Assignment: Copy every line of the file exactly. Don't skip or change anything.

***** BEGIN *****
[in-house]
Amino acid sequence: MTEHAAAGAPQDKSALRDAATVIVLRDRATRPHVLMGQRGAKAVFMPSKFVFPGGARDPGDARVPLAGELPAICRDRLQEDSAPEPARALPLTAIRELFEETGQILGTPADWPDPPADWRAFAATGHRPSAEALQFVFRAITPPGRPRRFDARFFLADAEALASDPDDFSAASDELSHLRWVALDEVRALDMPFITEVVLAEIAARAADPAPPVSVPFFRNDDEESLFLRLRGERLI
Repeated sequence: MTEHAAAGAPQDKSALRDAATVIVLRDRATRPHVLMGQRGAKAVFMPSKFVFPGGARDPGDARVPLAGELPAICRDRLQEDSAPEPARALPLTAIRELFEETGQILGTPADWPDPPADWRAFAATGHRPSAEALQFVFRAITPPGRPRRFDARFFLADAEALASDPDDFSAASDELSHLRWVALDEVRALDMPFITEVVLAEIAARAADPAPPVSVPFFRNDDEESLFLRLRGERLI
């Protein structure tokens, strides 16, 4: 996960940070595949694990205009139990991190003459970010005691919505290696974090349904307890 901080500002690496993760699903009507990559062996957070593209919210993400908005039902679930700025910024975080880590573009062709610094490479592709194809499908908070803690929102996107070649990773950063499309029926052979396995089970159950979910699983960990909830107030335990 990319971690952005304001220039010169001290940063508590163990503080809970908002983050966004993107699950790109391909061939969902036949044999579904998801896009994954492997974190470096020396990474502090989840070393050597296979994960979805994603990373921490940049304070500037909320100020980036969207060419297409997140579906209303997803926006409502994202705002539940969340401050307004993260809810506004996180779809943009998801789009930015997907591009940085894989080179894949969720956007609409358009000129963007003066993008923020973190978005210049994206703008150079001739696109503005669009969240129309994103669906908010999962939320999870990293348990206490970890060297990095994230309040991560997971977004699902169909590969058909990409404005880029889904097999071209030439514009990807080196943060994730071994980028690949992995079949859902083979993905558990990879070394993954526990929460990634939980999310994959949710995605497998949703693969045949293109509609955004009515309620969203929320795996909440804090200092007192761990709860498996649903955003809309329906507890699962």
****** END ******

[in-house]
Amino acid sequence: MTEHAAAGAPQDKSALRDAATVIVLRDRATRPHVLMGQRGAKAVFMPSKFVFPGGARDPGDARVPLAGELPAICRDRLQEDSAPEPARALPLTAIRELFEETGQILGTPADWPDPPADWRAFAATGHRPSAEALQFVFRAITPPGRPRRFDARFFLADAEALASDPDDFSAASDELSHLRWVALDEVRALDMPFITEVVLAEIAARAADPAPPVSVPFFRNDDEESLFLRLRGERLI
Repeated sequence: MTEHAAAGAPQDKSALRDAATVIVLRDRATRPHVLMGQRGAKAVFMPSKFVFPGGARDPGDARVPLAGELPAICRDRLQEDSAPEPARALPLTAIRELFEETGQILGTPADWPDPPADWRAFAATGHRPSAEALQFVFRAITPPGRPRRFDARFFLADAEALASDPDDFSAASDELSHLRWVALDEVRALDMPFITEVVLAEIAARAADPAPPVSVPFFRNDDEESLFLRLRGERLI
């Protein structure tokens, strides 16, 4: 996960940070595949694990205009139990991190003459970010005691919505290696974090349904307890 901080500002690496993760699903009507990559062996957070593209919210993400908005039902679930700025910024975080880590573009062709610094490479592709194809499908908070803690929102996107070649990773950063499309029926052979396995089970159950979910699983960990909830107030335990 990319971690952005304001220039010169001290940063508590163990503080809970908002983050966004993107699950790109391909061939969902036949044999579904998801896009994954492997974190470096020396990474502090989840070393050597296979994960979805994603990373921490940049304070500037909320100020980036969207060419297409997140579906209303997803926006409502994202705002539940969340401050307004993260809810506004996180779809943009998801789009930015997907591009940085894989080179894949969720956007609409358009000129963007003066993008923020973190978005210049994206703008150079001739696109503005669009969240129309994103669906908010999962939320999870990293348990206490970890060297990095994230309040991560997971977004699902169909590969058909990409404005880029889904097999071209030439514009990807080196943060994730071994980028690949992995079949859902083979993905558990990879070394993954526990929460990634939980999310994959949710995605497998949703693969045949293109509609955004009515309620969203929320795996909440804090200092007192761990709860498996649903955003809309329906507890699962």